A large crowed gathered at the East Tennessee History Center to discuss the recommendations by the Urban Land Institute, about which I wrote last month. (Read the report if you haven’t. Too many people who have obviously not read it are discussing it on Facebook.) A brief introduction by Bob Whetsel, short remarks from Mayor Rogero and a direct, organized and short presentation by Anne Wallace to frame the conversation with what has happened so far and then city officials effectively got out of the way and listened. I suspect a lot of cities would never experience such a thing.
Anne’s presentation did clarify a few things. She said we need to understand that the ULI report is “a set of recommendations on issues we deal with everyday. This is not a plan to be implemented.” She pointed out that it will lead to public discussion and then, hopefully, some sense of what the citizens will support. She pointed out principles that guide the city government’s approach to development. Among other’s on the list was the principal that growth should be “market driven” and it should have “sound urban design.” It occurred to me that those two principals sometimes clash.
One piece of “news” to most of us in her remarks was the statement that the city intends to purchase the Supreme Court site by the August deadline. The previous plan had been to have a developer who would buy it from the city in pretty much the same transaction. That is no longer the case. The intention of purchasing it from the state is driven by the desire to prevent poor development on the site which could happen if it is auctioned off by the state. Bill Lyons later referenced the importance of the “stewardship of Henley at that site.” The current state appraisal for the site is $2.4 million.
A second news item, though not a surprise is that the city has set the McClung site as the priority for re-development. A “master planner” will be secured who will come up with a vision for the property, though other developers may complete pieces of the project. Bob Whetsel suggested that if a below-grade parking garage were to be built there, as many have suggested, that might be done during the master planner phase and then other developers might have the chance to build on top of that base. Later councilman Della Volpe pointed out the importance of keeping in mind that this site will be the public face of downtown to everyone passing on the interstate.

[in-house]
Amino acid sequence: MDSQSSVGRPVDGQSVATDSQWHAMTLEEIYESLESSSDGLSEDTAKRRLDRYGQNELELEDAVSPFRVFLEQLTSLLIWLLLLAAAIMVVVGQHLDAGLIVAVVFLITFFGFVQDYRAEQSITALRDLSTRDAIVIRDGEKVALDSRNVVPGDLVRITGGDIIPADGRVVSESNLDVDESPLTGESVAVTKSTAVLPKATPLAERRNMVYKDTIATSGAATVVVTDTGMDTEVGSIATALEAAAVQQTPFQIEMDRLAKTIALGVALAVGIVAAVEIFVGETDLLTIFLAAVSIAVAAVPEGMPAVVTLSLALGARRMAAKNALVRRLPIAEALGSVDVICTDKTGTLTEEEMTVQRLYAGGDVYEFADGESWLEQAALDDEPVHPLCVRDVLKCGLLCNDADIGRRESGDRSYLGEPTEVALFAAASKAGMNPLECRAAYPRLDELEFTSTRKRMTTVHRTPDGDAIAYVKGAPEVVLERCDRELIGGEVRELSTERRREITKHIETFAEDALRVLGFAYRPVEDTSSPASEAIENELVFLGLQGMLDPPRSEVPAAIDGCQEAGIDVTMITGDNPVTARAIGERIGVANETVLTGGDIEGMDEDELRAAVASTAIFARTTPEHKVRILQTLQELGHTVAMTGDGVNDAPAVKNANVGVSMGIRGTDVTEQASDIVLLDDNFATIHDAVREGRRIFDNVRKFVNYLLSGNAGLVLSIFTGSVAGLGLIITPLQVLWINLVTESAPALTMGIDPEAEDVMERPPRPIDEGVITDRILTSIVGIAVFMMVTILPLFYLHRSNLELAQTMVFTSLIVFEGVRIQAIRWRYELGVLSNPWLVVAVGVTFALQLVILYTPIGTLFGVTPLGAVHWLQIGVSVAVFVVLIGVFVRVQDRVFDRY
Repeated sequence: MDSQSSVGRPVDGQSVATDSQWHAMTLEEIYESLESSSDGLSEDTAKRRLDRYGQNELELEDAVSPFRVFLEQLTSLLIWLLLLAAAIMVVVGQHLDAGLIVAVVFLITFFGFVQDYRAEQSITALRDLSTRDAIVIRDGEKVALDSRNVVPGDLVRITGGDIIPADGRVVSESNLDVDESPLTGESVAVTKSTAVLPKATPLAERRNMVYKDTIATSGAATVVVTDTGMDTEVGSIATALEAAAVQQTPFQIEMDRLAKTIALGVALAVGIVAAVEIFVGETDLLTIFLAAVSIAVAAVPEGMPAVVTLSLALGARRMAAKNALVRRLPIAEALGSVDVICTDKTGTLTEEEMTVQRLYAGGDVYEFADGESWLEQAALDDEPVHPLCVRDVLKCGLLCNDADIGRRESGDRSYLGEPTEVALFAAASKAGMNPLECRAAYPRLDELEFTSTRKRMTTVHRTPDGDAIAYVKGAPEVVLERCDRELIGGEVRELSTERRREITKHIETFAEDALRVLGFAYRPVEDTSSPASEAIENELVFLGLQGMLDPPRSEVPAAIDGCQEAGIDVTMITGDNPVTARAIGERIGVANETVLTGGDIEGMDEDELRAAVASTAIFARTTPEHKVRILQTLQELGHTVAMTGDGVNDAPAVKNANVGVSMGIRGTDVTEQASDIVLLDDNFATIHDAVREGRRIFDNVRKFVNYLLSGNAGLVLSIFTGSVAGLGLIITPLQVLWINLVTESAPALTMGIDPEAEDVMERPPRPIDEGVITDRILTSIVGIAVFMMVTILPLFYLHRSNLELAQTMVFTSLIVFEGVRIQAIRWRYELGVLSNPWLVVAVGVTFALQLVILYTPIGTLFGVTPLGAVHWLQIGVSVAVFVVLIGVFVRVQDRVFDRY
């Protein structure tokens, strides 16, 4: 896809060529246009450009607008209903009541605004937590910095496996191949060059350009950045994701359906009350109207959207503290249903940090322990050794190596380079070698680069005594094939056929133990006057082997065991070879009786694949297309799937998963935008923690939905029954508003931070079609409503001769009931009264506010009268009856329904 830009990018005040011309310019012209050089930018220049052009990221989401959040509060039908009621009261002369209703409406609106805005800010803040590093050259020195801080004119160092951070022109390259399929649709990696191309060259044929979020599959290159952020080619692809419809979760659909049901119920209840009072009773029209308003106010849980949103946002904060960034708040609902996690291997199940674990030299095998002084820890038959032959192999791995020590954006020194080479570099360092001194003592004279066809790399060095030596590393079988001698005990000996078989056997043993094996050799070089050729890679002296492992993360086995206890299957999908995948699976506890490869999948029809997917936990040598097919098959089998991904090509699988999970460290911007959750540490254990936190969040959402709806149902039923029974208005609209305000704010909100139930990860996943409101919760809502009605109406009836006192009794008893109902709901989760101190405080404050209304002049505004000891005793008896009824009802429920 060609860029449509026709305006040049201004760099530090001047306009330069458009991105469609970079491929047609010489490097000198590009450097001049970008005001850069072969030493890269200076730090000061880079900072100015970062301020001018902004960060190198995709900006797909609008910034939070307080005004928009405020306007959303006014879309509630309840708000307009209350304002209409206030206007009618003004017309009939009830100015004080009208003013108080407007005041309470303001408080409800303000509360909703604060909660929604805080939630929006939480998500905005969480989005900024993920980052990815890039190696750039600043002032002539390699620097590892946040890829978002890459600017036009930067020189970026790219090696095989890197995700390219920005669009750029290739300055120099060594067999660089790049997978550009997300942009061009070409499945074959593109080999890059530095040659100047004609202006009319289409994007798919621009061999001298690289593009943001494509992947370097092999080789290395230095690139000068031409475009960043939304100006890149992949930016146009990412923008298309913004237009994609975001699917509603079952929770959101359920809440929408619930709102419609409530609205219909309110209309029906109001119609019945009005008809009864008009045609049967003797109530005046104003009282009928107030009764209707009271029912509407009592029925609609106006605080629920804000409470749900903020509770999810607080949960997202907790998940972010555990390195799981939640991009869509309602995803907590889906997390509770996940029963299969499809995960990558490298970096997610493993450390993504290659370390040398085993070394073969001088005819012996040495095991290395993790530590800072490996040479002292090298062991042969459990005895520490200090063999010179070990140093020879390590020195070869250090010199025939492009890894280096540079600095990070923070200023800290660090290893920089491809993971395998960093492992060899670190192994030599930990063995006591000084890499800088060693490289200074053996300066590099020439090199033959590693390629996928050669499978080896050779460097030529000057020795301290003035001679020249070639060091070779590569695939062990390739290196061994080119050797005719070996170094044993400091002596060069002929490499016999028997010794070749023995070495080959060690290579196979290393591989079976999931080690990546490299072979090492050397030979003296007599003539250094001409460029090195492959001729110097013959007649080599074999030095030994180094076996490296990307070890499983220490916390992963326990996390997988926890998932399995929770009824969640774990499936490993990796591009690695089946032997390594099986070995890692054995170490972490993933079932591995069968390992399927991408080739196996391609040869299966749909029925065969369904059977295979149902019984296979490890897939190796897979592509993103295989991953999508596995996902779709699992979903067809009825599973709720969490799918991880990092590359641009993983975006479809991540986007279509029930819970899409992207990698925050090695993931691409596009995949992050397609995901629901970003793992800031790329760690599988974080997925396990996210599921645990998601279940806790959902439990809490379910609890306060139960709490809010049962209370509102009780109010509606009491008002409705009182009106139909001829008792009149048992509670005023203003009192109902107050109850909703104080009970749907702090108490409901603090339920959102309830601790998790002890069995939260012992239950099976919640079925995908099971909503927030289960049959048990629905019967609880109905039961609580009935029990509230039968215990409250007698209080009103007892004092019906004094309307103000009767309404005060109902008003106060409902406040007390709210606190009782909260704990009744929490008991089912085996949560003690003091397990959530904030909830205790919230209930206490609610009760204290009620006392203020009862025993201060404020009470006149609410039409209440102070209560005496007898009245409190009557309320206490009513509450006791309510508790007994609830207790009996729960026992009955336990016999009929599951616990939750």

The idea of a master developer drew a number of questions from the audience. Apparently it is a common practice elsewhere. Anne Wallace pointed out that often these planners are addressing massive sites like former military bases covering perhaps a hundred acres. She answered the question hanging in the air when she said this person could certainly be a local developer. Joe Petre would later point out that the organic growth which has served us well seems hard to reconcile with a single developer/planner getting to design what will potentially be a $100,000,000 project.
To Joe’s point, Bill Lyons agreed that a master developer does seem contradictory to organic growth, but that, clearly, we don’t want development that doesn’t work together well on the site. Anne Wallace pointed out that “master developers” elsewhere are often actually teams of developers. Bill also noted that massive public discussion will guide any decisions. To a question from Wayne Blasius, the audience was told there is no time frame for getting the master developer, but the discussions are underway as to how to proceed.
Finally, Anne pointed out a couple of errors in the ULI report. First, the Clarence Brown can’t go under the Holiday Inn because that is private property. Second, the hotel occupancy rates and nightly hotel rates used in the ULI report are inaccurate as they reflect the larger county. For downtown she said our hotel occupancy rate is about ten percent higher than the rest of the county and the average nightly price is over $100. The implication was that some additional hotel development might be warranted.